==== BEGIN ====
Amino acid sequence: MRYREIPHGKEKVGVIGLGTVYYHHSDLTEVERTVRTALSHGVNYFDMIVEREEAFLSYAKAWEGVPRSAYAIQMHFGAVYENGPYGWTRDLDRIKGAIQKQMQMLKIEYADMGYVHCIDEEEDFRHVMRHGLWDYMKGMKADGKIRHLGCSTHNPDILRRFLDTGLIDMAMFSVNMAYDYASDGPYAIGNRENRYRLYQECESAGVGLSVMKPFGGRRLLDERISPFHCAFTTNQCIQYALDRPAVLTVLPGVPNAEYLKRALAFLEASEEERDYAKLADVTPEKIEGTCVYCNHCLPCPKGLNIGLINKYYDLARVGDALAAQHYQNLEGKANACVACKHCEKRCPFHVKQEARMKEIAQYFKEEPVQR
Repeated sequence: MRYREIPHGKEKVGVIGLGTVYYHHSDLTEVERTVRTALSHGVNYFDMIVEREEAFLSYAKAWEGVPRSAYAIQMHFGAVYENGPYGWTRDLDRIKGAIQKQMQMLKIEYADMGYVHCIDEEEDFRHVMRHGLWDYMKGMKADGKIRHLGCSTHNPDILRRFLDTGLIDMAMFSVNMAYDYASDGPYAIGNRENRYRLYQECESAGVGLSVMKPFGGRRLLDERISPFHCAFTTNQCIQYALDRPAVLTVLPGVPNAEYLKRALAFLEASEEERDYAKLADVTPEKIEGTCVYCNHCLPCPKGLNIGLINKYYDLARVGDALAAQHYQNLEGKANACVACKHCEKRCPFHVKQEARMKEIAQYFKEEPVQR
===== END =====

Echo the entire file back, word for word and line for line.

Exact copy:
Amino acid sequence: MRYREIPHGKEKVGVIGLGTVYYHHSDLTEVERTVRTALSHGVNYFDMIVEREEAFLSYAKAWEGVPRSAYAIQMHFGAVYENGPYGWTRDLDRIKGAIQKQMQMLKIEYADMGYVHCIDEEEDFRHVMRHGLWDYMKGMKADGKIRHLGCSTHNPDILRRFLDTGLIDMAMFSVNMAYDYASDGPYAIGNRENRYRLYQECESAGVGLSVMKPFGGRRLLDERISPFHCAFTTNQCIQYALDRPAVLTVLPGVPNAEYLKRALAFLEASEEERDYAKLADVTPEKIEGTCVYCNHCLPCPKGLNIGLINKYYDLARVGDALAAQHYQNLEGKANACVACKHCEKRCPFHVKQEARMKEIAQYFKEEPVQR
Repeated sequence: MRYREIPHGKEKVGVIGLGTVYYHHSDLTEVERTVRTALSHGVNYFDMIVEREEAFLSYAKAWEGVPRSAYAIQMHFGAVYENGPYGWTRDLDRIKGAIQKQMQMLKIEYADMGYVHCIDEEEDFRHVMRHGLWDYMKGMKADGKIRHLGCSTHNPDILRRFLDTGLIDMAMFSVNMAYDYASDGPYAIGNRENRYRLYQECESAGVGLSVMKPFGGRRLLDERISPFHCAFTTNQCIQYALDRPAVLTVLPGVPNAEYLKRALAFLEASEEERDYAKLADVTPEKIEGTCVYCNHCLPCPKGLNIGLINKYYDLARVGDALAAQHYQNLEGKANACVACKHCEKRCPFHVKQEARMKEIAQYFKEEPVQR